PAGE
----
The conventional wisdom in Washington, D.C. these days is that The Moron George W. Busch’s biggest mistake was that he failed to ask Americans to sacrifice after September 11, 2001. The notion being that if we had sacrificed we would have a lot less debt. We know it’s conventional wisdom because David Broder said it, and there is no more significant arbitrator of conventional wisdom Beltway style than David Broder. Like most conventional Beltway wisdom, it’s only about a third right.
Busch’s biggest mistake was to ascribe no credibility to his predecessor. Busch and his minions seem to have actually believed their political rhetoric. Nothing Cliinton did… not the progress made toward a Palestineian settlement, not the setting of a stage for a treaty with North Korea… not highly reliable intelligence on international terrorism… nothing was believed if it came from Bill Clinton. Thus, Busch refused to pay attention to an intelligence report on a plan by Al Queda to hijack airplanes and drive them into the World Trade Center. That was mistake NUMBER ONE and Busch can never escape it, no matter how much he insists that he kept us safe.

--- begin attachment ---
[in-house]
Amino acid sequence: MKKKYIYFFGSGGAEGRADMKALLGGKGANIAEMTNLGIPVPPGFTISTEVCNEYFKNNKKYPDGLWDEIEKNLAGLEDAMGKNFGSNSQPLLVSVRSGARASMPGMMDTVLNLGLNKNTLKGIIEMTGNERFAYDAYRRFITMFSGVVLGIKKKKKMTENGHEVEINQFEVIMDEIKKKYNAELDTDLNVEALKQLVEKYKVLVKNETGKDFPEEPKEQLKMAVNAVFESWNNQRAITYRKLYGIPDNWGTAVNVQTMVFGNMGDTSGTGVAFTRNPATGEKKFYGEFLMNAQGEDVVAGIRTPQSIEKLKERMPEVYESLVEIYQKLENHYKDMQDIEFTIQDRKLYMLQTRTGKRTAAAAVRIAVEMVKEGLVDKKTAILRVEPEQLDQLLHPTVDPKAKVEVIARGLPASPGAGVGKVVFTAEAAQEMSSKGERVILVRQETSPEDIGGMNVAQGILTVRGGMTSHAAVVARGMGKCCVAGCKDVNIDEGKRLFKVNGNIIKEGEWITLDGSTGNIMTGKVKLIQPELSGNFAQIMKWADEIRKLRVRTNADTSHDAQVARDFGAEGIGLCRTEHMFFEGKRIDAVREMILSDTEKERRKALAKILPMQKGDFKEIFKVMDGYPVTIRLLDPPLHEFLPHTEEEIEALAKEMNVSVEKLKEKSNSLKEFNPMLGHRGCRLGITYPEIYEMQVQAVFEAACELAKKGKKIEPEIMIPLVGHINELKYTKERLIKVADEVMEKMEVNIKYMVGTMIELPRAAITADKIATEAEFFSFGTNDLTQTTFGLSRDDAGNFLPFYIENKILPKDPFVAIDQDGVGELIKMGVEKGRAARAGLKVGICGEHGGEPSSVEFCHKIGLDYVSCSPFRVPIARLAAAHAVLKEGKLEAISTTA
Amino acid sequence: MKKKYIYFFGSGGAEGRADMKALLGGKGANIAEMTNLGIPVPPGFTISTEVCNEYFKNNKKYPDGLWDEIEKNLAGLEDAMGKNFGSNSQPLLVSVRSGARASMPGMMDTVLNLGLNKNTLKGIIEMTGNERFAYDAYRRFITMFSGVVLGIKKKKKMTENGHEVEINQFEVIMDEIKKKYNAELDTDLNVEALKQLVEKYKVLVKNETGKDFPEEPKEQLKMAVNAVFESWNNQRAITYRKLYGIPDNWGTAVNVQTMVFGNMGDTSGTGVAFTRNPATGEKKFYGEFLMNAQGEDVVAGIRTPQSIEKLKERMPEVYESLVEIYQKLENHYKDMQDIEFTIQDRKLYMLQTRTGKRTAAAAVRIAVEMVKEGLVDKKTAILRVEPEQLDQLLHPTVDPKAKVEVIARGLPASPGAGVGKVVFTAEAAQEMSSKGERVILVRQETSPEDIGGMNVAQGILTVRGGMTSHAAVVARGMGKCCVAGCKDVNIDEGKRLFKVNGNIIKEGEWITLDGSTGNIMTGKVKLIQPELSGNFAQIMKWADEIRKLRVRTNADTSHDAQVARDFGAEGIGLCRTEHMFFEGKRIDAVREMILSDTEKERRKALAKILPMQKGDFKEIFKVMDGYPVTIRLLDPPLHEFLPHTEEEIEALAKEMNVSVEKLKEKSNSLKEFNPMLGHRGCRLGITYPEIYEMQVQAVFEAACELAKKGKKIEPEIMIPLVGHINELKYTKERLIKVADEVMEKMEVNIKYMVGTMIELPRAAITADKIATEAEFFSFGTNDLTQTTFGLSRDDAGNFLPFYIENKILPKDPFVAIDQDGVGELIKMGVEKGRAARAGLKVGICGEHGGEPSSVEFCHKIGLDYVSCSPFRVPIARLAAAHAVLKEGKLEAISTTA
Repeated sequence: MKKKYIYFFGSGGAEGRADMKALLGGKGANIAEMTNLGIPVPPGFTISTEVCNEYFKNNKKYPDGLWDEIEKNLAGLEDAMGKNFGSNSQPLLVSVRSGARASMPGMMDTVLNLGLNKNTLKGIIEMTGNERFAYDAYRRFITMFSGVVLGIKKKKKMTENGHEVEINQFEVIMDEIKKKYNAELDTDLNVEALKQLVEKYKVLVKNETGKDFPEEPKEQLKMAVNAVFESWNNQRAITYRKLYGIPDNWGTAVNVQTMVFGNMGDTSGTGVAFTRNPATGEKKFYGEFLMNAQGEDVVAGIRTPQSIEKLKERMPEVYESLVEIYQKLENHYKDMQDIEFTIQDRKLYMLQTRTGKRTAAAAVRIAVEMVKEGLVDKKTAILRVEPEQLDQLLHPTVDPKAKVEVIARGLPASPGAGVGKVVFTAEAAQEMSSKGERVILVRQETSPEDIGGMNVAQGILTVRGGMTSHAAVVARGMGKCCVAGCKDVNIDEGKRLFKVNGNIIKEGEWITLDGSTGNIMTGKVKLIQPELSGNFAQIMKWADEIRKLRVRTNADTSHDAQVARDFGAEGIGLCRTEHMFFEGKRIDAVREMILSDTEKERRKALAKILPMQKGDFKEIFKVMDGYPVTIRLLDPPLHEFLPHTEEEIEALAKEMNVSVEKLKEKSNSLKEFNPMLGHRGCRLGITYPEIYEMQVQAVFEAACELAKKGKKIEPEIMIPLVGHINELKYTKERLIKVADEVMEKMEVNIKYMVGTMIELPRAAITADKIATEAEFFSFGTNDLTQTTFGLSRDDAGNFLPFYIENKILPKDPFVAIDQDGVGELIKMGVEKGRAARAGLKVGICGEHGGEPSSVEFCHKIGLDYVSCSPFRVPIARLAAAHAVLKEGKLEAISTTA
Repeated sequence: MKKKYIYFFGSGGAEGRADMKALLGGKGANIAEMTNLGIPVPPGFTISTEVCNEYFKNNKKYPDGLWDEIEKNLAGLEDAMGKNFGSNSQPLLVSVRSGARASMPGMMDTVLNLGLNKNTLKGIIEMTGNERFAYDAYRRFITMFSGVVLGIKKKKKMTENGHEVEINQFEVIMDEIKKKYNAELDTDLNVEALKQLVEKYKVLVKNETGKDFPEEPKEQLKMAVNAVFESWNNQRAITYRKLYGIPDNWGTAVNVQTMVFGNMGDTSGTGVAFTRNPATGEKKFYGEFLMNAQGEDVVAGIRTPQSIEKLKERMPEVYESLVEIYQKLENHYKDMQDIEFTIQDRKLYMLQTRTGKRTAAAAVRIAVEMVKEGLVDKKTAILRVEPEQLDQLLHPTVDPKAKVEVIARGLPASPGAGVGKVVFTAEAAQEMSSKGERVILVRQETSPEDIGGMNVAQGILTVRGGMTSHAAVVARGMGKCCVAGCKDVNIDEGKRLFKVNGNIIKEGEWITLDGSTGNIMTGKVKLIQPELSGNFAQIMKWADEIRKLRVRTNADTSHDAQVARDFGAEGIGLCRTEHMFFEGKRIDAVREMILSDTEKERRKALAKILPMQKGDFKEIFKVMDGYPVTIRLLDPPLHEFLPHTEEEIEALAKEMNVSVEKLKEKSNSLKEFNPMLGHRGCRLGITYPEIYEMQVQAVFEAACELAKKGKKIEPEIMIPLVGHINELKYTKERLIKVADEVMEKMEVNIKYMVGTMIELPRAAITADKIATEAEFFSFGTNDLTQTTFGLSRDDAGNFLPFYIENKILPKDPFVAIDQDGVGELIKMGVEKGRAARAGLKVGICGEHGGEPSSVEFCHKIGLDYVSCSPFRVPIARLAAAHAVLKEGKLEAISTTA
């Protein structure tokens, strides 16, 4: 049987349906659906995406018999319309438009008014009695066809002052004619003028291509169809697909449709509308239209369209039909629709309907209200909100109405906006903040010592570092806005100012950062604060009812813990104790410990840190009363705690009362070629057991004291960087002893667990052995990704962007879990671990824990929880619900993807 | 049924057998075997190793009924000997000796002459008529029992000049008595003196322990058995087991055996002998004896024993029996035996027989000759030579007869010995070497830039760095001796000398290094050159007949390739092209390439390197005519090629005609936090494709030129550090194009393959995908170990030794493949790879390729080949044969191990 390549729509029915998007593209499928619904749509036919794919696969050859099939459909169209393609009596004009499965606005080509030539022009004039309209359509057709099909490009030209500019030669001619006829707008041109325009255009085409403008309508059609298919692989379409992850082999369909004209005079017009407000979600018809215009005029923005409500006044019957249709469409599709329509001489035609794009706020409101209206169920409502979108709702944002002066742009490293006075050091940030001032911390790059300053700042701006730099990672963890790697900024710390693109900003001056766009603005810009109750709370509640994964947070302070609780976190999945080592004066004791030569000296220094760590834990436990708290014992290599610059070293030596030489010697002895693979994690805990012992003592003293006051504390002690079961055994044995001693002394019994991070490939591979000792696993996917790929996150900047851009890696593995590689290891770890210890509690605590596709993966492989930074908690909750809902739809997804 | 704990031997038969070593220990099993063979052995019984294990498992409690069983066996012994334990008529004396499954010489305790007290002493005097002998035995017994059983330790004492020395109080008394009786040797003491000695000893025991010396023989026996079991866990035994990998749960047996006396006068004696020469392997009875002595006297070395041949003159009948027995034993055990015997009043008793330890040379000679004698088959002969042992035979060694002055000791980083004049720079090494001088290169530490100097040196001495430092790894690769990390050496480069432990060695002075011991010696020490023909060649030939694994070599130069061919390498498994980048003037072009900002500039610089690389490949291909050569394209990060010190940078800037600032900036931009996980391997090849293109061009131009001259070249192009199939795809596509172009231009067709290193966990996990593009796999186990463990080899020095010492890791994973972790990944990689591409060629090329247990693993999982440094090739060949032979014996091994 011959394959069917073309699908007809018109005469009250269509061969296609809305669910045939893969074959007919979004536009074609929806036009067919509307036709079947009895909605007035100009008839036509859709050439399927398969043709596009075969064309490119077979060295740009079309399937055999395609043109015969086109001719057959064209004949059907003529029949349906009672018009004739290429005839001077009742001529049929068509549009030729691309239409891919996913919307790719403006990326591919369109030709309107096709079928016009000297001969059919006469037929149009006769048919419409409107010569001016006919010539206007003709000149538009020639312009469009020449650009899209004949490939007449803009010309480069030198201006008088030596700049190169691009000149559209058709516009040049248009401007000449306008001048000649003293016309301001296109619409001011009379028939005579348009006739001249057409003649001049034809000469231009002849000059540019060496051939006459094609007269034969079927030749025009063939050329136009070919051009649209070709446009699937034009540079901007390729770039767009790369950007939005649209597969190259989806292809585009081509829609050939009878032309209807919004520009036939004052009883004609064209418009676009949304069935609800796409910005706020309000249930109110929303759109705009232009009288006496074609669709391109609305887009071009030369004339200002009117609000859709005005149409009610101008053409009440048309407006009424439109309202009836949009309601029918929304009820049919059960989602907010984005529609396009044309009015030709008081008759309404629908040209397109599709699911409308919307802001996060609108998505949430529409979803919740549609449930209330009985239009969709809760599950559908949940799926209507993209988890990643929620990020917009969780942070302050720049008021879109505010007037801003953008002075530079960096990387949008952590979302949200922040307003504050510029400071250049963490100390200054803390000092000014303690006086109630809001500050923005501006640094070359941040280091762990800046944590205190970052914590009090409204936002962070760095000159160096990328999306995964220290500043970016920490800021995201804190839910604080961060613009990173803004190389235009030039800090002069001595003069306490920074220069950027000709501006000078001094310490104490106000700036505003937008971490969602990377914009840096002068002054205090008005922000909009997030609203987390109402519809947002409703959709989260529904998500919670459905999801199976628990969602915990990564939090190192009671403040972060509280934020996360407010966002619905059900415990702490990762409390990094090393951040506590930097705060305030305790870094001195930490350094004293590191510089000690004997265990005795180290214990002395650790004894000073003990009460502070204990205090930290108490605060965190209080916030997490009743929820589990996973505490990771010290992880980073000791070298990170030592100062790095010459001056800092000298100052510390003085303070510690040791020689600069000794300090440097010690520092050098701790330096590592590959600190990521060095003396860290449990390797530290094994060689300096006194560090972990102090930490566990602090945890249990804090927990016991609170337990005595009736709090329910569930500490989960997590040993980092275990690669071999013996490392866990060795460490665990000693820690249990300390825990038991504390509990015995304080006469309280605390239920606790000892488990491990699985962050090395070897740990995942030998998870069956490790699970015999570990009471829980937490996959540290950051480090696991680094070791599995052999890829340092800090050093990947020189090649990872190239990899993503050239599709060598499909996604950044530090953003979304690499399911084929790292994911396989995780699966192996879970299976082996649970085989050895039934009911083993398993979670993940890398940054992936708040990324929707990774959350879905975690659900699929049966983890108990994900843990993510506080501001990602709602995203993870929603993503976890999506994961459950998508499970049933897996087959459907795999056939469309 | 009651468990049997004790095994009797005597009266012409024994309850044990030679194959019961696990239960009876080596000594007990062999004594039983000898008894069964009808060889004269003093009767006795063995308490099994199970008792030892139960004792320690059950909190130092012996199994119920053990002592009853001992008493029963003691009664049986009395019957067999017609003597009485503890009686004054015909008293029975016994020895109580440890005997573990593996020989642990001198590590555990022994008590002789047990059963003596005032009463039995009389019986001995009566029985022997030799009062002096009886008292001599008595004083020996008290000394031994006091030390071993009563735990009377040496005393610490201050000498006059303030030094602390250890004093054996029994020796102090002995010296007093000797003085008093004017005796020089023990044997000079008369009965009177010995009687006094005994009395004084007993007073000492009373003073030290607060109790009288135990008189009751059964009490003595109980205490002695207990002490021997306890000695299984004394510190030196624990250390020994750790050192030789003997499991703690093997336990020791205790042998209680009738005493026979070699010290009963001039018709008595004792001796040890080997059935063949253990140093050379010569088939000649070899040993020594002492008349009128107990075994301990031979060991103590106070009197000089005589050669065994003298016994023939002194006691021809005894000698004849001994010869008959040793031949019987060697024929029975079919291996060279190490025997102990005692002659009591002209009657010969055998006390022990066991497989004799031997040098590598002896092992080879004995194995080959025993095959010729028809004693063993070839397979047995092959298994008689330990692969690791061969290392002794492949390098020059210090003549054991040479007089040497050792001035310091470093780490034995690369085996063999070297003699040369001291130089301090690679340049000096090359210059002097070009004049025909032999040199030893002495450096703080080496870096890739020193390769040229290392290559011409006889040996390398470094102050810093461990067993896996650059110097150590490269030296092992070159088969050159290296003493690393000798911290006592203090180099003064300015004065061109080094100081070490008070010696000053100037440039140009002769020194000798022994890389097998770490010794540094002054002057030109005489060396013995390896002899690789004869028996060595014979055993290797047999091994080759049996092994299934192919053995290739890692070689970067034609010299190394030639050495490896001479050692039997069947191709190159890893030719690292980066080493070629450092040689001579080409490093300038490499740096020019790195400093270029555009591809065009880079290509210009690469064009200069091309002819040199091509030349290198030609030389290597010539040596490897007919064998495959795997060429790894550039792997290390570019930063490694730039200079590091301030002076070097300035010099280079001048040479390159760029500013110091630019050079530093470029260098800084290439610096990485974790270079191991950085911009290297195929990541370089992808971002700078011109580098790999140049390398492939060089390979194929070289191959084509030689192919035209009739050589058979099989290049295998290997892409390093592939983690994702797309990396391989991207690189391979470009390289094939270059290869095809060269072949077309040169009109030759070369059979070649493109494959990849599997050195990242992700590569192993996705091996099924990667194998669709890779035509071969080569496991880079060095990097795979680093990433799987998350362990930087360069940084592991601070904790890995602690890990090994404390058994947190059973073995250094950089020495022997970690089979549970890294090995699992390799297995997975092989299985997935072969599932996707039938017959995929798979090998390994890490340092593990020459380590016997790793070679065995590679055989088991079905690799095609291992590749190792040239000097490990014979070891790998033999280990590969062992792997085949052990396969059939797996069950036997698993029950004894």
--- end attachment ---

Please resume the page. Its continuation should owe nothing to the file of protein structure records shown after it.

Mistake number two was to squander the good will the USA accrued as a result of that assault… nay piss it away like a keg of fine English Pale Ale at a frat party. One thing Broder is right about is that Americans were fully prepared to sacrifice, to do something positive… to strike back. Most Americans still support (perhaps not wisely) our current adventure in Afghanistan. We know that the Talban backed Ben Laden and we want them to pay.
Busch could have become a great leader. He could have helped us understand, from the fact that 15 of 19 hijackers were Saudi, that Saudi Arabia is the only Wahabi Kingdom in the Middle East, and Al Quida is a Wahabi operation. That the Wahabi operate anti-American schools across the Mideast, paid for with American oil dollars. We could have used that information to encourage Americans to get off of oil. We could have levied a substantial tax on gasoline, using the proceeds to invest in alternative fuel development, energy efficiency and independence.
Busch missed a great opportunity to end our dependence on oil, to attack global warming, to restructure the American economy. Had he taken it, I would here today be praising his eight years in office, swearing that he had met the test of crisis and passed, leaving a greater, stronger and more viable America. I am truly sorry that Moron missed the boat.